The Jones family children have been politely asked to turn off lights when leaving rooms about 17 trillion times. They're generally respectful, but for whatever reason this one doesn't stick. How much money would the Jones family save if the children always turned off their lights?

Three 30-watt lights get left on in empty rooms 2 hours per day on average. That's 5.5 kilowatt hours per month — which costs $0.60. Is it worth continuing the effort (or trying a smart-home solution)? Nope. The parents will let this one go for now.

What about energy efficiency?

There might be one or more basic energy-efficiency investments you can make that'd cut your electric bill while not reducing comfort or adding day-to-day complexity.

The Jones family got a new refrigerator a decade ago, and plugged in their previous 1990s-era fridge in the garage (for those three sports drinks). Refrigerator efficiency has come a long way since the 1990s. In fact, their garage fridge uses over twice as much energy as their new Energy Star fridge. It'll cost them $9.37 per month to run it on their new Time-of-Use rate plan (or $9.38 per month on the standard non-TOU rate plan).

Should they replace the old garage fridge with a basic $500 Energy Star fridge? They'd save $5.39 per month on their RMP UT bill, but the related financing payment would be $9.44 per month ($500 borrowed, 5-year term, 5% interest). Their net loss in the first month would be $4.05. With the financing cost, the new fridge would pay for itself in 8.8 years (followed by years or decades of pure bill savings).

The Jones family decided they don't actually need a second fridge. That's a $5.39 per month bill reduction!

The Jones family's game plan so far

The Jones family has felt the pain of high electric bills for years. Thanks to this article (we have no shame), they're now ready to take control and cut it. Sounds like fun!

Their current average monthly bill is $113. Here's their game plan:

1. Switch rate plans: Switch to the Time-of-Use rate plan
When: Right after reading this article and making their game plan
Bill reduction: $0.11
New monthly bill: $113
2. Adjust energy use: Run the dishwasher and laundry machines during off-peak hours
When: Once they switch rate plans.
Bill reduction: $5.25
New monthly bill: $107
2. Reduce energy waste: Unplug the garage fridge (and schedule a recycling-center pick up time)
When: This week
Bill reduction: $5.39
New monthly bill: $102

One week later...the Jones family's new monthly bill is $102. They cut their bill by 10%!

They're excited, and in their enthusiasm they're wondering if they can cut their bill even more. That's when little Suzy got a bright idea. "Hey Mom and Dad, what about solar energy?".

Yeah Suzy, what about solar energy?

"Hmm...it's probably too expensive." The Jones family wanted to at least consider it, so they got in touch with a few local solar installation companies through Solar-Estimate.org. They were happy to hear that solar energy is affordable — it's only half the cost it was just 8 years ago.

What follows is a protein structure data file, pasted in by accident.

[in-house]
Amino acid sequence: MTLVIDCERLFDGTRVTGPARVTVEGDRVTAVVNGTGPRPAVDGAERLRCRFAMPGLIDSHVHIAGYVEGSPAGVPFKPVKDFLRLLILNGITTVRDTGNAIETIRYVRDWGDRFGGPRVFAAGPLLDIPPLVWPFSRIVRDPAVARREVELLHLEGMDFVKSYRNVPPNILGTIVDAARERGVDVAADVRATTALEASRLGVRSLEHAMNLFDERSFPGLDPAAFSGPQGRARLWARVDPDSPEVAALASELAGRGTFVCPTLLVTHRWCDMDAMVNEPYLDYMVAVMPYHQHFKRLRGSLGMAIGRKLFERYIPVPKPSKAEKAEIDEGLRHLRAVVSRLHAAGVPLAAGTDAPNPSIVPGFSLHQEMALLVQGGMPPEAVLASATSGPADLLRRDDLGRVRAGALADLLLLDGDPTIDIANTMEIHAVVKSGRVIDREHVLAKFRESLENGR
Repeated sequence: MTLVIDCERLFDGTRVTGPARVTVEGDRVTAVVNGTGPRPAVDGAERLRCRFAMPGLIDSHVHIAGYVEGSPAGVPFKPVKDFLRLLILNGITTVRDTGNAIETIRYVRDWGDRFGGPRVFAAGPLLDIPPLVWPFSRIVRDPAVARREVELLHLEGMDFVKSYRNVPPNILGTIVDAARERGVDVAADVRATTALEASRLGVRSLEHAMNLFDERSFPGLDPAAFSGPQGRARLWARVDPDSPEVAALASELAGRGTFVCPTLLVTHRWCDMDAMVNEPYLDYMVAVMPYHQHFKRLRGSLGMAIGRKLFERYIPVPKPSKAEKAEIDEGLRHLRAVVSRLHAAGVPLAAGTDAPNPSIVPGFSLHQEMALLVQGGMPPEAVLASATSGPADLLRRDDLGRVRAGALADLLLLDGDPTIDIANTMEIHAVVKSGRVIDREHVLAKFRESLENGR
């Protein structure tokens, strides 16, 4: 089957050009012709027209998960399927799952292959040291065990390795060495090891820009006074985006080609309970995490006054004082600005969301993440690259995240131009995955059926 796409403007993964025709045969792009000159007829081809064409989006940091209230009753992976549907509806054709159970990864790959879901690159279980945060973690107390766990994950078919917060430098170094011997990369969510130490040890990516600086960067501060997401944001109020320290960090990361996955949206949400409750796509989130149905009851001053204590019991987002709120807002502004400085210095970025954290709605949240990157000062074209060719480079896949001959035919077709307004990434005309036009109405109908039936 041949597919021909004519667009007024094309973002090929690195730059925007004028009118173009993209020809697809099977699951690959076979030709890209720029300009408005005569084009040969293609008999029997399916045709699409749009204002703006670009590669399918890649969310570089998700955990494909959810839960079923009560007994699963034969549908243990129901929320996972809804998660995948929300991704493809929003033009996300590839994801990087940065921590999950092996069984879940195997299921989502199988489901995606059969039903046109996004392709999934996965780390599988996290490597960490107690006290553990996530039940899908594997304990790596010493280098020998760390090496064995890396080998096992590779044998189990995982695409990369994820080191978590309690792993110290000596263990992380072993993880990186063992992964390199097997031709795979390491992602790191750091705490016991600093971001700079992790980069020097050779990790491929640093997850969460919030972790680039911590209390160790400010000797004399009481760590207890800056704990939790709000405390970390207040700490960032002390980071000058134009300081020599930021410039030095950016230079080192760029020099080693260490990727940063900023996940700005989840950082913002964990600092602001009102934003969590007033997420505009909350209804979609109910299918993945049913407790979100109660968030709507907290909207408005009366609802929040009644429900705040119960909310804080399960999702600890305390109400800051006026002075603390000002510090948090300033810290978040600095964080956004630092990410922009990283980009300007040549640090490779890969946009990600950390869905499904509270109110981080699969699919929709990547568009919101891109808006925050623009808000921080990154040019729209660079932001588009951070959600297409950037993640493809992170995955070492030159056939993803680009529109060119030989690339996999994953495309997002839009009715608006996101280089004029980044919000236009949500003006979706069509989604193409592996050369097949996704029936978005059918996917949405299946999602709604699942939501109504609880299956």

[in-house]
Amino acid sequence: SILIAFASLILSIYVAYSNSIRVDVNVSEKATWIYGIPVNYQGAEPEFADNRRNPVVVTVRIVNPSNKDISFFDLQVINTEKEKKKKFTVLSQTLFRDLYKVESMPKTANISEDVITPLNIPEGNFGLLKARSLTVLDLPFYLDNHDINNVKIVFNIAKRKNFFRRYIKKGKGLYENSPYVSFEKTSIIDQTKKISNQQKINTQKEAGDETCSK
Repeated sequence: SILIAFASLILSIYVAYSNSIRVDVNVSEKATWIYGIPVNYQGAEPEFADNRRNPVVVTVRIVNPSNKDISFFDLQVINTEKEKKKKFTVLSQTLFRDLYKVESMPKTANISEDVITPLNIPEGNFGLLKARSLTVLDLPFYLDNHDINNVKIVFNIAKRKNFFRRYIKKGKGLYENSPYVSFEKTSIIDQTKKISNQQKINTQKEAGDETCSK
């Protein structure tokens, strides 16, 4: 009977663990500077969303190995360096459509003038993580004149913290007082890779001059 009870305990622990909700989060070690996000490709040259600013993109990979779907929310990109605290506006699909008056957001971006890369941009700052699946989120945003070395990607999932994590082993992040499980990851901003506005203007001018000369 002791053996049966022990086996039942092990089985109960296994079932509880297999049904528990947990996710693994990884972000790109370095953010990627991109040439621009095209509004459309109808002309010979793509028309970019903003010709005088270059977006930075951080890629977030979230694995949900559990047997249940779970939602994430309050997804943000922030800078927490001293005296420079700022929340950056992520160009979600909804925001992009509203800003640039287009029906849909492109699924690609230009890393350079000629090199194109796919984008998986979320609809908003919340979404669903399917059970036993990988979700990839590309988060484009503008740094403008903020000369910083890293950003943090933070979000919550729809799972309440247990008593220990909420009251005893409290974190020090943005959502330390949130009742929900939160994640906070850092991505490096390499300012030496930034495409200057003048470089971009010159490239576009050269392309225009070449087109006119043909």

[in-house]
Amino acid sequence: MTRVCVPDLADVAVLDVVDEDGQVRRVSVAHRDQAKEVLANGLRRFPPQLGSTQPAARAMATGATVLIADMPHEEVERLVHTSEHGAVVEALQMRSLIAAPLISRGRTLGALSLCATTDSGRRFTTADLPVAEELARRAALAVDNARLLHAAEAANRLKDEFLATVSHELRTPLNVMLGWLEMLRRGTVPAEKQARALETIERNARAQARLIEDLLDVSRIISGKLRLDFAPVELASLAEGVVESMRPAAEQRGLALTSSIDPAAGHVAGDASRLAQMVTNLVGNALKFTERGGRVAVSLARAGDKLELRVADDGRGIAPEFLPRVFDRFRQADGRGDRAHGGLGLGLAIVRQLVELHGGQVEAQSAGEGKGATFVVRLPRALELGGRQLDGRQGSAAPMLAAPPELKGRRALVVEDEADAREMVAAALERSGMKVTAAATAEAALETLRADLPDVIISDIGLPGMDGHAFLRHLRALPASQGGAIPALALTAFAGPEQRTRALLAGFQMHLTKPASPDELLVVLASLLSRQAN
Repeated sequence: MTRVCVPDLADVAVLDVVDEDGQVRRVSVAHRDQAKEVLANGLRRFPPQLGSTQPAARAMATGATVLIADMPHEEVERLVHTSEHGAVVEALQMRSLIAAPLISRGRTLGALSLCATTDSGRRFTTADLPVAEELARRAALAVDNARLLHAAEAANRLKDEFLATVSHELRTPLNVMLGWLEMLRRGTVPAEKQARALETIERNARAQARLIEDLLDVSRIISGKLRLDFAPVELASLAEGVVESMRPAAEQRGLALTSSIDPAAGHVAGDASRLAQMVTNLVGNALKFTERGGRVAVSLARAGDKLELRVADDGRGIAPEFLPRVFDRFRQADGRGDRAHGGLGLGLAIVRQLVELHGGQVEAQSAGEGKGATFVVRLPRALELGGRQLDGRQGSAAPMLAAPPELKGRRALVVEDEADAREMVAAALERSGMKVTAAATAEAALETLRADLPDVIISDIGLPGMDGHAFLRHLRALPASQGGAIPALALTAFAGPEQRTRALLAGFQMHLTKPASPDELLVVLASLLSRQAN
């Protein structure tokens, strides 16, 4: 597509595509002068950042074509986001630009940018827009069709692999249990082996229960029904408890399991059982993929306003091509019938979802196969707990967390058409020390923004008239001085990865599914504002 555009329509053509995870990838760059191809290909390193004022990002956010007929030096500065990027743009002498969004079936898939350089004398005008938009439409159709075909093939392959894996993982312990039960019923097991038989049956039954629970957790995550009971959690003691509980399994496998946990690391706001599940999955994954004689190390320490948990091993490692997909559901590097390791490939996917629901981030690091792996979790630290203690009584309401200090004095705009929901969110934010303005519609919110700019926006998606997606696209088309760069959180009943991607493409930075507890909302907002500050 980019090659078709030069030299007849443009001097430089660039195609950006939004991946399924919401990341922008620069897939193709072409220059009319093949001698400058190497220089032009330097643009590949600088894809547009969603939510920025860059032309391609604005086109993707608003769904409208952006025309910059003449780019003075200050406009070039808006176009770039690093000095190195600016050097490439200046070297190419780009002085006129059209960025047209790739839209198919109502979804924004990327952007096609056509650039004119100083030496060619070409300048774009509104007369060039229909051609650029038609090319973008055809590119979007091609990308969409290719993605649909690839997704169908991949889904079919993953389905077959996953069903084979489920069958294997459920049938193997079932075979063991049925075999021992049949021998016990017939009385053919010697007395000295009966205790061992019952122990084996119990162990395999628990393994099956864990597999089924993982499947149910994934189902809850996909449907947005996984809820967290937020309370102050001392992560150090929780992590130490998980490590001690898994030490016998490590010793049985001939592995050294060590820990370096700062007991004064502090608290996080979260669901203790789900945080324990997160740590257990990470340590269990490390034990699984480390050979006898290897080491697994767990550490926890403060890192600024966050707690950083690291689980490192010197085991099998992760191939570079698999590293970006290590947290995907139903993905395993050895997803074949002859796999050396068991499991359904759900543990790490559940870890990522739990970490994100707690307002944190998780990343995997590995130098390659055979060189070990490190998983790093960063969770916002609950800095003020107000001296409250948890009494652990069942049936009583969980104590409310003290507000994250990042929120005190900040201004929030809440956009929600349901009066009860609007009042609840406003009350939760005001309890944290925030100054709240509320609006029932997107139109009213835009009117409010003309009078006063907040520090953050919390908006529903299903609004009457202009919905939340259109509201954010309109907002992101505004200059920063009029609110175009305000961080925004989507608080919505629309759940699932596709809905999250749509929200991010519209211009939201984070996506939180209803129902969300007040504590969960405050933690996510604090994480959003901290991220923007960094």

They learned that 16 solar panels would fit nicely on the sunniest part of their roof (that's a 3.8 kW system). That'd bring their net monthly energy use from 1,033 kWh down to 443 kWh, and would get their monthly RMP UT energy bill down to $46.

They also learned they could finance the solar system through a solar-loan provider. Their $46 electric bill plus a $59 monthly financing payment would put them at a $105 per month energy cost. So they'd be spending an extra $2.89 per month. However, utility rates increase over time while the solar financing payment would be fixed, so it's a matter of time before solar would start making them money. A local solar professional would be happy to talk you through the math.

The Jones family totally went solar.

Jones family conclusion

If they took no action, the Jones family would be paying $113 per month for energy. The rate plan switch and energy adjustments got their bill down to $102. With solar energy and the solar financing payment, the Jones family's new net energy cost is $105. All together, they cut their monthly energy cost by 7%, or $7.87. The Jones family is feeling good! Here they are monitoring their real-time solar production and utility energy use.

Family monitoring energy usage
Energy bill reductions = tax-free income

That $7.87 of extra cash is actually worth $11.24. What? The Jones family has to pay income tax on money used for personal expenses (including their electric bill). Since they no longer need to pay $3.37 in taxes on the $7.87 they're not giving RMP UT, the net electric-bill reduction is worth an extra $3.37. The big take home here is that electric bill savings is more valuable than a conventional investment's return.

Your game plan

We hope this article convinced you that you can have your cake and eat it too — you can save money, improve your family's well-being, and help out the planet. We wish you the best with your upcoming power moves.

Find more about Rocky Mountain Project (RMP) electric rate plans.